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Board Continues “New” SLU Guidelines Rollout with New Forms, Training

The Board continues its implementation of its 2018 Impairment Guidelines with Subject No. 046-1067, in which the Board provides new forms that both attending physicians and Independent Medical Examiners are required to use effective immediately in providing opinions on schedule loss of use (SLU). We believe that the required forms continue the Board’s tradition of legislating through forms, but with respect to the SLU issue are generally favorable to the employer and carrier community because they force examiners to perform some actions suggested in the 2018 Guidelines, such as measuring the contralateral extremity.

The employer and carrier community should take careful note of the Board’s new requirements for IME forms. According to Subject No. 046-1067, an IME evaluator must fill out not only the IME form cover sheet, but provide the appropriate listed attachments for either an SLU evaluation or a non-schedule PPD evaluation along with the evaluator’s narrative report. All three elements (IME-4, permanency attachment, and narrative) are required for a complete IME report. The IME-4 attachments (“A” for SLU evaluation, “B” for classification evaluation) essentially mirror their attending physician counterparts, discussed below.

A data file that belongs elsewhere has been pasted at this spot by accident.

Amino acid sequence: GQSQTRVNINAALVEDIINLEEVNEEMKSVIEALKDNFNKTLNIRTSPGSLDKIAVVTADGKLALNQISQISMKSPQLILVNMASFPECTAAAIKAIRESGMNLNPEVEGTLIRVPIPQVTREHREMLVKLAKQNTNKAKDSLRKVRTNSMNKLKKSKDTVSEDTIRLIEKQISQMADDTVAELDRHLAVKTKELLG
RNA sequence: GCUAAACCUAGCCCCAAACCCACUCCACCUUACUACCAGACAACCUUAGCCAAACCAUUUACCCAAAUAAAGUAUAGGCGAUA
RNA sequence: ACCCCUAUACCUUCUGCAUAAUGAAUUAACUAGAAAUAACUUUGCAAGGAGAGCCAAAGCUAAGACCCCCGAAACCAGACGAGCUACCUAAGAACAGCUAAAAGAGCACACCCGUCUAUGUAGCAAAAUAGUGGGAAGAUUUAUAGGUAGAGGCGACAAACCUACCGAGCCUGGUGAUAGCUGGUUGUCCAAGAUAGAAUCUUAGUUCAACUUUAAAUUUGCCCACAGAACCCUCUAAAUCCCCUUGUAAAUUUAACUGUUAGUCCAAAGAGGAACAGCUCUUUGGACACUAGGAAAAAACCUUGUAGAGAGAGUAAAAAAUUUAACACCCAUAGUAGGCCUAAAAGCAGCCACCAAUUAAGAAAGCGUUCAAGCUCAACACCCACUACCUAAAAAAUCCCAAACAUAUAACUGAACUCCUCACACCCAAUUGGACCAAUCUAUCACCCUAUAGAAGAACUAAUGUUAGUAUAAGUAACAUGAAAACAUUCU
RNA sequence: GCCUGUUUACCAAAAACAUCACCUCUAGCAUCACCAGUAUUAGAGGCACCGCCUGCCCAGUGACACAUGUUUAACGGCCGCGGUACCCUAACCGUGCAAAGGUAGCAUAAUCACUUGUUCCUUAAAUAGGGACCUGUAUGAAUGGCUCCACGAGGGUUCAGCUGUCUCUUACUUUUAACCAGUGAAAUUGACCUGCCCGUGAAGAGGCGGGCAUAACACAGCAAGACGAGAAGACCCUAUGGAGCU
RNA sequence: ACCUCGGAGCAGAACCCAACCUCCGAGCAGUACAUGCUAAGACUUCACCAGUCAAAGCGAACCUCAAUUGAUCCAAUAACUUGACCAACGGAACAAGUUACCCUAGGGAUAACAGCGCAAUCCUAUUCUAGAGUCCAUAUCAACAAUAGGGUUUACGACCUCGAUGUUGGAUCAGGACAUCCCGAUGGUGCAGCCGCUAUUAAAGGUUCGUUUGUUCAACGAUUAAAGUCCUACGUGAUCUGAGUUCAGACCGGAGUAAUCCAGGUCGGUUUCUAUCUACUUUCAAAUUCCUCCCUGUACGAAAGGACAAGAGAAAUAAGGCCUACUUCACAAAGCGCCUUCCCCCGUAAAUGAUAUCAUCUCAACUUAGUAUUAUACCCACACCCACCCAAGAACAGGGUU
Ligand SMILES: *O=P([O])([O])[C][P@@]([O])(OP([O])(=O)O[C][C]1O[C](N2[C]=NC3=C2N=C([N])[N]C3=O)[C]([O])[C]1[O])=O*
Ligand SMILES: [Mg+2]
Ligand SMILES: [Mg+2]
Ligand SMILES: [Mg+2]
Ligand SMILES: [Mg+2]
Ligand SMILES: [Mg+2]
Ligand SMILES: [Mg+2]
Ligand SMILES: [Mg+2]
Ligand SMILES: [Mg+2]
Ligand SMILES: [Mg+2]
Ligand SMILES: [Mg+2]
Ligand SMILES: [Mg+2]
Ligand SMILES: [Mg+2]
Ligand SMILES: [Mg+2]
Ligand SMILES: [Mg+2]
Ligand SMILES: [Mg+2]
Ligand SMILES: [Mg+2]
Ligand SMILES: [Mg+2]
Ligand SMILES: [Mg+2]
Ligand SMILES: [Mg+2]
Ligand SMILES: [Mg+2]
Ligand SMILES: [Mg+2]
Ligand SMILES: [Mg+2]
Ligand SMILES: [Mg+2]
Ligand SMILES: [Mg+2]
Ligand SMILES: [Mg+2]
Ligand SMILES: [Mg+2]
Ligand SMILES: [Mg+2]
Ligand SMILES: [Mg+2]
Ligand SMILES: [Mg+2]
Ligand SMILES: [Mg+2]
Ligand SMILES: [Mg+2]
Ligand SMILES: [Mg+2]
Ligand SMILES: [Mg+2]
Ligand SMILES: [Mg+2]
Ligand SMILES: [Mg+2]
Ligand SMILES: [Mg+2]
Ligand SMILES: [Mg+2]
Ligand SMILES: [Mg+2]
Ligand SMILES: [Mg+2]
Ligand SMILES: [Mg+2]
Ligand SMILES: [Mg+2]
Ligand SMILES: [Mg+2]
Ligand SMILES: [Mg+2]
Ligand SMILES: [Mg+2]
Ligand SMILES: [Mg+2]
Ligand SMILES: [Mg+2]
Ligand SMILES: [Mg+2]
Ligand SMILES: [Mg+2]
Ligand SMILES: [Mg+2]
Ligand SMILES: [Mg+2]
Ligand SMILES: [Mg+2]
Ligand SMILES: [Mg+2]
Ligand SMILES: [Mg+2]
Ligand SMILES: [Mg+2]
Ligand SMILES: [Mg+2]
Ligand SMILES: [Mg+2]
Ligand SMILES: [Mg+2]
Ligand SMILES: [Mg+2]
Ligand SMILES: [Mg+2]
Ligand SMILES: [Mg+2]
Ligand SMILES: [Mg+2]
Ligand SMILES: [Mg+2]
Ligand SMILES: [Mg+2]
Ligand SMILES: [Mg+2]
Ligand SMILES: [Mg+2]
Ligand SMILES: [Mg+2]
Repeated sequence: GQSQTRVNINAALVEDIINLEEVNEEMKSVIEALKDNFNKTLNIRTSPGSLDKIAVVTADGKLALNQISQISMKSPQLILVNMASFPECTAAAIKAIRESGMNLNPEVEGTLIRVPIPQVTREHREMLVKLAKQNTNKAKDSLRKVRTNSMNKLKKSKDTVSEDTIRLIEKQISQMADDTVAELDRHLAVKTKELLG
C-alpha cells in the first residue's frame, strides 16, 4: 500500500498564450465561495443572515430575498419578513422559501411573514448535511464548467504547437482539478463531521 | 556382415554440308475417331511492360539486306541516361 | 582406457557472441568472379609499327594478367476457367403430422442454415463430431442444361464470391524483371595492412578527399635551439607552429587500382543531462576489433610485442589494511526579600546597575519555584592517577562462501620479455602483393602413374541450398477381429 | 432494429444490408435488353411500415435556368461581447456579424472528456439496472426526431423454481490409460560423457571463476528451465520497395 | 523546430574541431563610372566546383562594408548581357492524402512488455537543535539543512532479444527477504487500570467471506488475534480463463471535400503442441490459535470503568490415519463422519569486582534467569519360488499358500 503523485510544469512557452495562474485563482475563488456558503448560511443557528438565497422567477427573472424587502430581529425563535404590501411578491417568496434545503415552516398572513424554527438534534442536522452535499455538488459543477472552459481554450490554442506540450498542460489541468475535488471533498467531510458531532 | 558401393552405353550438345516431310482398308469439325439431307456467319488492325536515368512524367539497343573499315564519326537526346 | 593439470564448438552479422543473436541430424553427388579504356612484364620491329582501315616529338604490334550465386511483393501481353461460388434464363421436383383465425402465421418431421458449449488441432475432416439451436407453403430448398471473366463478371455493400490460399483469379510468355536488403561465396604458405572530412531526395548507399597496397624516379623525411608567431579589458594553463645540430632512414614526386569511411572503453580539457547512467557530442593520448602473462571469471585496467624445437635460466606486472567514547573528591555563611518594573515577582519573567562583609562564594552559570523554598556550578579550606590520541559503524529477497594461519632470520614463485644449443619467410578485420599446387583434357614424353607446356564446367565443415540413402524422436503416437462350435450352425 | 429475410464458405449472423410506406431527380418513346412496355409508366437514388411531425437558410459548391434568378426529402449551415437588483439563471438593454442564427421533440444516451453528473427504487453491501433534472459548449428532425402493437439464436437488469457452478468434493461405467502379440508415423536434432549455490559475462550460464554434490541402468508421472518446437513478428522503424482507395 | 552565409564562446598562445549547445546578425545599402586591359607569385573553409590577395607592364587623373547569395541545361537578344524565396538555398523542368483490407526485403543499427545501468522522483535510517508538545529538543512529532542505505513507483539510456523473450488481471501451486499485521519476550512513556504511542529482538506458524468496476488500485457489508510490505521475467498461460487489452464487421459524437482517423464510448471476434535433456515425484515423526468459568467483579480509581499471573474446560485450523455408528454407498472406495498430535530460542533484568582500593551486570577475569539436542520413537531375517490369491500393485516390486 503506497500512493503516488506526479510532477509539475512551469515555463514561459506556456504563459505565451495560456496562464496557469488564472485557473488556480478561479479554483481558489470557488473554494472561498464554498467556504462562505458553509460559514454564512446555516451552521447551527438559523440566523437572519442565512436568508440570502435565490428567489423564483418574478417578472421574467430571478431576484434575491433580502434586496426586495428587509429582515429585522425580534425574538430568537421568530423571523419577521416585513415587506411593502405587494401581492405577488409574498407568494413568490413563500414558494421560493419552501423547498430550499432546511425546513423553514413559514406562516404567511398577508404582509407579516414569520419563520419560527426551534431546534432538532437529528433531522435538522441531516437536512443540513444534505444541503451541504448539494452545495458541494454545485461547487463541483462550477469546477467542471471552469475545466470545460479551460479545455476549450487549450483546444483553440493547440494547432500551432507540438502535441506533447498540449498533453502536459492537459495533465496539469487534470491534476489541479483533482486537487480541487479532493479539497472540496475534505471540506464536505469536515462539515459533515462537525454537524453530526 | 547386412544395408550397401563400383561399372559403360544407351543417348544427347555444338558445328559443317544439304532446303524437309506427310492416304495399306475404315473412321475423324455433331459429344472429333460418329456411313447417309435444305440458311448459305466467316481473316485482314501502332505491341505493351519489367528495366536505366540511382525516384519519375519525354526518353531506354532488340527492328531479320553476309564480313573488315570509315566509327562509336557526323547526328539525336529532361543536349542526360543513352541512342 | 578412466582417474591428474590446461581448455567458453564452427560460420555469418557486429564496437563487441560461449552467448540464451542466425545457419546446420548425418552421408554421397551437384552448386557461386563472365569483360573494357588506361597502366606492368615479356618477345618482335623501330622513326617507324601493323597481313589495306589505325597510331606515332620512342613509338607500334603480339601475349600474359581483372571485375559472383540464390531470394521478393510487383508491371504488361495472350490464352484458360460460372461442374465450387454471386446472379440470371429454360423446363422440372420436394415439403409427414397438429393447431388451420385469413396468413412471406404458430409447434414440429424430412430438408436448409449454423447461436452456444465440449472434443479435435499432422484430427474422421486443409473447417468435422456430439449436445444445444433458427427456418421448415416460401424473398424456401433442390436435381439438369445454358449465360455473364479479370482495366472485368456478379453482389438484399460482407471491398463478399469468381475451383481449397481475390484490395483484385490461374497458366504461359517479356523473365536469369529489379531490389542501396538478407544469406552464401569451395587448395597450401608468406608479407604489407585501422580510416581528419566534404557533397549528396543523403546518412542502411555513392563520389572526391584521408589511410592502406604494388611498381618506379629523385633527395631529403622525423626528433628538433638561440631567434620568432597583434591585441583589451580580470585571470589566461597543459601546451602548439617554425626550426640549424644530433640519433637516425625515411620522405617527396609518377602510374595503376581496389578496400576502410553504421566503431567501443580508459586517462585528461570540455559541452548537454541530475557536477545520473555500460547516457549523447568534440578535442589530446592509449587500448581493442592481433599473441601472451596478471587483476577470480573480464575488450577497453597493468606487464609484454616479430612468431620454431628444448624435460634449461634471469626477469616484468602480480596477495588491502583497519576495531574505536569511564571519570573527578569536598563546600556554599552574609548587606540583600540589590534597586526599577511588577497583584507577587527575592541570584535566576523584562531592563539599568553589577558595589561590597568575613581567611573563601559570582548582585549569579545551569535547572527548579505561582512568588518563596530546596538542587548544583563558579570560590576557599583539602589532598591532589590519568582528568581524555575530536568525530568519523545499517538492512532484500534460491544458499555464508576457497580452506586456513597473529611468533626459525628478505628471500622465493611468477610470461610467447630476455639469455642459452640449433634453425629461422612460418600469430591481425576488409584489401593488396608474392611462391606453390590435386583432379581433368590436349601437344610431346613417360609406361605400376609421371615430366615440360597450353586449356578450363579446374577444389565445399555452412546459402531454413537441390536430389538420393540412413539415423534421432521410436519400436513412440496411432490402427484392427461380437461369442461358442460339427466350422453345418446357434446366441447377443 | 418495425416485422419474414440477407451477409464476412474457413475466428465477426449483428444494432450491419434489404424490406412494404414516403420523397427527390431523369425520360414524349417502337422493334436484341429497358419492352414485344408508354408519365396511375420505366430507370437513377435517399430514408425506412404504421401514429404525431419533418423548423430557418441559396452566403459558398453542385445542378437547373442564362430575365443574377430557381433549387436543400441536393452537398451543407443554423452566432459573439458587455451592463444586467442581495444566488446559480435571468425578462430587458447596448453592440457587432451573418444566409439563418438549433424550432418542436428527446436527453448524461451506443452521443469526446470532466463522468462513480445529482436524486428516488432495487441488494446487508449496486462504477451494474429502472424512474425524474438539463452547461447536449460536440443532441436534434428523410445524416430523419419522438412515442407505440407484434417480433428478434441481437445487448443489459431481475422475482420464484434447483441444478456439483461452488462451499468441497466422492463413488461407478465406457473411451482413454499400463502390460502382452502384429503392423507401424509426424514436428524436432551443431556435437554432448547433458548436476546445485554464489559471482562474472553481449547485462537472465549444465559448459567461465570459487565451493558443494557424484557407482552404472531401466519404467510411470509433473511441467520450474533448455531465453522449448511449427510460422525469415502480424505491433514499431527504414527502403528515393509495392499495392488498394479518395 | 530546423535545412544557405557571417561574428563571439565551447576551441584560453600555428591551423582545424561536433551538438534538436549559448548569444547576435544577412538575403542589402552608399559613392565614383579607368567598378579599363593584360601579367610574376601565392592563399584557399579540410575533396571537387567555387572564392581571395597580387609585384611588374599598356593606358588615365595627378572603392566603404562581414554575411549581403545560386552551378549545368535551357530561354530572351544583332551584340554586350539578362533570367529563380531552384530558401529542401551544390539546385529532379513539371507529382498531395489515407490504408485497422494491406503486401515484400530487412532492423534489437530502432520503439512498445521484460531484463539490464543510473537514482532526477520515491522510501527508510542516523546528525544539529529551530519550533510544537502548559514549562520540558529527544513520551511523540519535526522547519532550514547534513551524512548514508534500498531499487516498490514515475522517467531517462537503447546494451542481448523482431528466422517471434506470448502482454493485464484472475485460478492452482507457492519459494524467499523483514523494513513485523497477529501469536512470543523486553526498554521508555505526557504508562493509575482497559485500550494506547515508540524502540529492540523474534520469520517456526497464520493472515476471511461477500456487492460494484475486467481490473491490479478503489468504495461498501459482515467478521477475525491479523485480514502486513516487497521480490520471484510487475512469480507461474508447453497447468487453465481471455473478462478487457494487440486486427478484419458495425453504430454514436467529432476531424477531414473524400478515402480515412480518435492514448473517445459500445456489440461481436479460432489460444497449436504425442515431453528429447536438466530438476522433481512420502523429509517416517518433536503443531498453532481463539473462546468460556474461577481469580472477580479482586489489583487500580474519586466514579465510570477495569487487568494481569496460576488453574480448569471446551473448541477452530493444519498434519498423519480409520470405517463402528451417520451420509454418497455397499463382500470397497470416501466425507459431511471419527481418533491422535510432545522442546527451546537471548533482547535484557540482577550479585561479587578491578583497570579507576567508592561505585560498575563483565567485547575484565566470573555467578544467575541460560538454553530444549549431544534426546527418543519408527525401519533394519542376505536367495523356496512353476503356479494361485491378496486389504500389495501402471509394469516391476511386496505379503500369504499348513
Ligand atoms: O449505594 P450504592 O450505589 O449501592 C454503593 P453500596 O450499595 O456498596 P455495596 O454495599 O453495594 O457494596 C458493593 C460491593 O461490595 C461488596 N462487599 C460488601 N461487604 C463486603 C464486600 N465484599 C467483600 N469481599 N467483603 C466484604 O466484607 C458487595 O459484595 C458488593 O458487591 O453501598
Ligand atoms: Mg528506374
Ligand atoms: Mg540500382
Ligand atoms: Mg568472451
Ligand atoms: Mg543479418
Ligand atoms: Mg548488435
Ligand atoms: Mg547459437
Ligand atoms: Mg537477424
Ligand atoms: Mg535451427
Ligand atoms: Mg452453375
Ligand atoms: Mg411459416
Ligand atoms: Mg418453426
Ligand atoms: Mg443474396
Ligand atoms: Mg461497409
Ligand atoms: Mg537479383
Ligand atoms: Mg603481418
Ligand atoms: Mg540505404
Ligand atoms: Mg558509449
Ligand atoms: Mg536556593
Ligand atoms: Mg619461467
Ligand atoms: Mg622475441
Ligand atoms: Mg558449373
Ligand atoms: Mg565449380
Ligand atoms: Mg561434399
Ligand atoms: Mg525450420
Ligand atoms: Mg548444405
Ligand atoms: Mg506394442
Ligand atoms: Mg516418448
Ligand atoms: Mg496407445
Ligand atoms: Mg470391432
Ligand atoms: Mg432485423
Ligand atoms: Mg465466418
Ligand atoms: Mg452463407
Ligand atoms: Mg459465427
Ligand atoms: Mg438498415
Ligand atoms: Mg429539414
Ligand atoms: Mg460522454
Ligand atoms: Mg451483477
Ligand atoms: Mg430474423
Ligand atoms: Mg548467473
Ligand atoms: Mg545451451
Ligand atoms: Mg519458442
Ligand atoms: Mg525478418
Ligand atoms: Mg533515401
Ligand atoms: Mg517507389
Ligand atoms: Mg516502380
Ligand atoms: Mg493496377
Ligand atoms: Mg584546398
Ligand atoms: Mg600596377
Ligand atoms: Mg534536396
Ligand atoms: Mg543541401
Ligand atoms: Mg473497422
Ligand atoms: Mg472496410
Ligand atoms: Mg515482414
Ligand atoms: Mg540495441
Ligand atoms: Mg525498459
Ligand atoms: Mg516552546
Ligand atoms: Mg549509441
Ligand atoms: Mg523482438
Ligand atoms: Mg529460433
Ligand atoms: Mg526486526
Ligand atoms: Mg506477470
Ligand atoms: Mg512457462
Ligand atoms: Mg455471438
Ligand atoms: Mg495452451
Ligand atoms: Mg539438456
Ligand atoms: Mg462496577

The IME-4 form also has been changed to require the evaluator to indicate the start time of the patient’s examination, the end time of the examination, and the total time spent by the evaluator reviewing records. The IME evaluator should take care to make sure that all sections of the IME form and any appropriate attachments are filled out when completing an IME report. An IME-4 cover sheet with narrative is no longer sufficient.

The new C-4.3 form now has two required attachments. The first, Attachment A, is to be completed by an attending physician conducting an SLU evaluation. Of note, the attachment indicates that the examining physician should provide three measurements for range of motion, compare range of motion to the contralateral extremity, and requires specific notation of the applicable special consideration, if any.

Attachment B of the new C-4.3 form is relevant to non-schedule classifiable cases and is largely unchanged from Section F of the old C–4.3 form. The new attachment does, however, contain additional space for describing the claimant’s work status, and more detail in consideration of the claimant’s functional capabilities and exertional abilities.

Earlier this month, the Board offered training on the new SLU guidelines and the new forms required. Although the webinar series is over, a recording is available and parties can review the Board’s PowerPoint presentation on the Board’s website here.

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